Among GLBTQ scientists, we often talk about when is best to come out in the job search. Opinions range widely, from the first in-person interview to the post-offer negotiations. We need to come out at some point, maybe because we’re trying to assess the climate in our potential new department, maybe because it’s time to negotiate support for a trailing partner. But we fear possible biases and bigotries, and we try to minimize the risk by managing who knows what when.
If you stop and think about it for a minute, that entire conversation is built on a paradigm that being gay can only be a negative thing. If you’re lucky, they’ll be neutral and it won’t be relevant; if not, you won’t even get an interview. That’s a pretty defeatist attitude to take. In moments like this we’re still basically apologizing for being gay and asking people not to hate us for it.
What would it look like if, instead, we saw being queer as one of the selling points in our application package? Continue reading
I don’t know how many times I’ve heard from my fellow scientists (and others) something along the lines of, “It shouldn’t be any more important that I’m a lesbian than that I have brown eyes.” The cultural norm seems to be to downplay being gay, to try to make it not relevant, not an issue, let’s move on please, ok? So when I’ve been networking and advocating and what-have-you for queer science issues, I often get asked why I care? Why does this matter so much to me? And it’s been hard for me to put that into words. But with a few years’ insights and hindsights, I’m beginning to articulate what I find at the tension between being queer and being a scientist.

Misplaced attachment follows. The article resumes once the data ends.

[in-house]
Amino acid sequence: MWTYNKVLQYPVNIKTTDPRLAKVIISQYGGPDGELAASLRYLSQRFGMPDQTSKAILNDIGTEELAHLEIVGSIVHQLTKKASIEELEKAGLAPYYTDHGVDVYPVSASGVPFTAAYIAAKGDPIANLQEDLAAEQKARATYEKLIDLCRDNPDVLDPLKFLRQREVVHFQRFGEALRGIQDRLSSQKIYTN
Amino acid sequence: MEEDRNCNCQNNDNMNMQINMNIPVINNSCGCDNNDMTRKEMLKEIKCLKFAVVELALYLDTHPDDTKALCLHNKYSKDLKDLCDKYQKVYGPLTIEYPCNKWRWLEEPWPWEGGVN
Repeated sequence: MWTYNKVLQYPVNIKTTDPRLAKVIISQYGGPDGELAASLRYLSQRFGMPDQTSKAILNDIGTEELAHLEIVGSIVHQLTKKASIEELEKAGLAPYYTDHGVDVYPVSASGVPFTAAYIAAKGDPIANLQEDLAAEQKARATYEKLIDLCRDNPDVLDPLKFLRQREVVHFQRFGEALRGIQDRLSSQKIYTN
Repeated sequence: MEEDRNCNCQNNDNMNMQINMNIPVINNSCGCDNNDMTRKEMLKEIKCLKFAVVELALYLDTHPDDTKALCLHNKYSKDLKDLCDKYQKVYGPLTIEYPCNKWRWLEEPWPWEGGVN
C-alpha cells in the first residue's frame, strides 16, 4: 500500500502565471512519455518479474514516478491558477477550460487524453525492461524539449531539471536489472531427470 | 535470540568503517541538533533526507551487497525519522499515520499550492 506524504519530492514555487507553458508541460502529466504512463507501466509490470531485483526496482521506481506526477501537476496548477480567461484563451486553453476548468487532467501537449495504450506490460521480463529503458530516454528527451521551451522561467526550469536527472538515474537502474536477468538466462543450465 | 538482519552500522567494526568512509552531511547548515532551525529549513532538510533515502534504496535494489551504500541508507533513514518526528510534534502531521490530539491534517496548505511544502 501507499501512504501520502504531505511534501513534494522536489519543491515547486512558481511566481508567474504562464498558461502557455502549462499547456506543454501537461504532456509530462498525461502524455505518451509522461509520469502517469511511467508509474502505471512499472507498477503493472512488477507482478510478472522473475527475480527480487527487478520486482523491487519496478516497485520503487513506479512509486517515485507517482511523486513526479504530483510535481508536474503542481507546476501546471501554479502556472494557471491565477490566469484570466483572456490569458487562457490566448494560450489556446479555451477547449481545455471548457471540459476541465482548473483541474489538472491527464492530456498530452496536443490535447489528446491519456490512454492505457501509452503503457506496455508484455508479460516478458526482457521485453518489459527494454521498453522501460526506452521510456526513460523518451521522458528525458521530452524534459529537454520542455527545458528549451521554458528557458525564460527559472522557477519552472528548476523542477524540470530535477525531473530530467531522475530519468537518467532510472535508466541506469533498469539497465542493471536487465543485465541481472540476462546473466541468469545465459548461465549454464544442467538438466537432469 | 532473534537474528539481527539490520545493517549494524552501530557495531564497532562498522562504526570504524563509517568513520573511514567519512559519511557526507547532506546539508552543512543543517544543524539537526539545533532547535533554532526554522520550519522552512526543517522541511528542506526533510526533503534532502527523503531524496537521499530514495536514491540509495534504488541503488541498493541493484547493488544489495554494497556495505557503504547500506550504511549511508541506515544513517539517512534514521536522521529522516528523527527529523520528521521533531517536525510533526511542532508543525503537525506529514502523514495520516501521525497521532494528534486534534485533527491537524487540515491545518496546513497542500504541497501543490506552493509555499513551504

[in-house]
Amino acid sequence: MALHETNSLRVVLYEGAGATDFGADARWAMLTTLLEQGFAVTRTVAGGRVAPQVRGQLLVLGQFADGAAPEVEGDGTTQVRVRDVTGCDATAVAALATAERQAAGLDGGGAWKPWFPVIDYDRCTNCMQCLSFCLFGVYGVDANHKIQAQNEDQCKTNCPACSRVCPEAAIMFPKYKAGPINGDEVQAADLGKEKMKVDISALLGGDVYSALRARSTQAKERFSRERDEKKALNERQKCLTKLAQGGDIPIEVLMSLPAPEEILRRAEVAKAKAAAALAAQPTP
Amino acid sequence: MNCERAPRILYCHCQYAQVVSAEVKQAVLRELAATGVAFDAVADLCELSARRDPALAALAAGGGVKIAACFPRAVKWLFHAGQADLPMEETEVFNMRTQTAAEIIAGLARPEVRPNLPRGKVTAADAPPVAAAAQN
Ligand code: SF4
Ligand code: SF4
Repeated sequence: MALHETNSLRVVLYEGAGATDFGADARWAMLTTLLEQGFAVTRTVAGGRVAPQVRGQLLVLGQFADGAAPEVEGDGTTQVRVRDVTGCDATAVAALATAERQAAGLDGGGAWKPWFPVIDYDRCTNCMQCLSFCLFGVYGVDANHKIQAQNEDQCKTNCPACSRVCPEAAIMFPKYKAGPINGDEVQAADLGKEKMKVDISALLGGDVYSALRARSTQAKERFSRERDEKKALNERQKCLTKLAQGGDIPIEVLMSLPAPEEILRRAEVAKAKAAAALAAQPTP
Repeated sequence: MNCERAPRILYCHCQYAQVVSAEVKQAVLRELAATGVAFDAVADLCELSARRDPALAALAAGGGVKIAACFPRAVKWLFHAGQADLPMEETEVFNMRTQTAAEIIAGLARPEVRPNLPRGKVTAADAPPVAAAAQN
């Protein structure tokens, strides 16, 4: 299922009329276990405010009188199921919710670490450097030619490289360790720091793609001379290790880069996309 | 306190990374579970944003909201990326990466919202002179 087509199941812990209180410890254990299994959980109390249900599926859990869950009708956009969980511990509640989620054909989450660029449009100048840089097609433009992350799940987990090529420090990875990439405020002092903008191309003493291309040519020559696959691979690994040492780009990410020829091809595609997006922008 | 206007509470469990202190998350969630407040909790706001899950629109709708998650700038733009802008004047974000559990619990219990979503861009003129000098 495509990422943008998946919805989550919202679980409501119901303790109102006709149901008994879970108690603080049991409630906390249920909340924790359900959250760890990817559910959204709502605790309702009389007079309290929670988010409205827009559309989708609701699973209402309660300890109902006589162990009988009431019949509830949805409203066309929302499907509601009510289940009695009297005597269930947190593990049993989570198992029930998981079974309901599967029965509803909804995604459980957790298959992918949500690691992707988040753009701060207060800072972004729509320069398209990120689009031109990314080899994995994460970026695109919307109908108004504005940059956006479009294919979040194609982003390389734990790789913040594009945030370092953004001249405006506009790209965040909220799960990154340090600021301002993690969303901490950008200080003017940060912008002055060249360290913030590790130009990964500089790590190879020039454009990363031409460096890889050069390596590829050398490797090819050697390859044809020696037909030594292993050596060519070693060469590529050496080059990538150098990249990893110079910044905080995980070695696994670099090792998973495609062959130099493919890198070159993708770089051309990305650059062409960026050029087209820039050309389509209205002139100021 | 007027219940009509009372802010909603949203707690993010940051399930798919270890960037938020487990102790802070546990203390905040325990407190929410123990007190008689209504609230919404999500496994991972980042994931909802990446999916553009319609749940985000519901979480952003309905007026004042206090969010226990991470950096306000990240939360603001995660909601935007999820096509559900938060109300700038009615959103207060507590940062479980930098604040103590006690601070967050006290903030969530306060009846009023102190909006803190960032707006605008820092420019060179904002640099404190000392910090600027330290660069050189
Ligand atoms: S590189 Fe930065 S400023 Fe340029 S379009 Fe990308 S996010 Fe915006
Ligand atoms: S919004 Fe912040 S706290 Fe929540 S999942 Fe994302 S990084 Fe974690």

To start with, there’s the simple fact that, as a grad student, science is much more a part of my identity than any job has ever been. Though previously I’d studied science and worked in science, though I’ve been the one with a science background in a multidisciplinary crowd, this is the first time that I feel fully justified in claiming the label: “I’m a scientist.” And it’s as much a statement of who I am, not just a job I do. It’s not just a suit I put on for 9-to-5 and then go back to my real life. To undertake – much less complete – a Ph.D. demands a deep motivation and commitment. I’ve thrown my heart and soul into this work, damnit, and it’s drawn plenty of blood, sweat, and tears along the way. I don’t know how to do that halfway, to give that much of myself and yet be only partly present. I can’t keep part of me tucked away in some little box and only let it out after working hours. Continue reading
We think that our science is nice and objective, but it’s not that simple. Scientists are pretty willing to admit that there’s a strong bias in terms of what we choose to study and what questions we ask, but today someone was seriously arguing that the rest of it is (or at least can and should be) unbiased. I had to disagree pretty strongly.
It’s not too hard to design a study that avoids most bias (randomize!) and to collect data accurately. But data have to be interpreted to have any meaning. There’s a reason we labor over working out figures and writing up our findings, rather than simply handing out copies of our datasets. And the interpretations and conclusions are filtered through our biases, expectations, and assumptions.
I recounted one of the Cedar Creek intern presentations this summer. They were watching red-headed woodpecker behavior, and they had a finding: “Both males and females feed the young.” This was really startling because it’s absolutely impossible to sex a red-headed woodpecker without a DNA test. Continue reading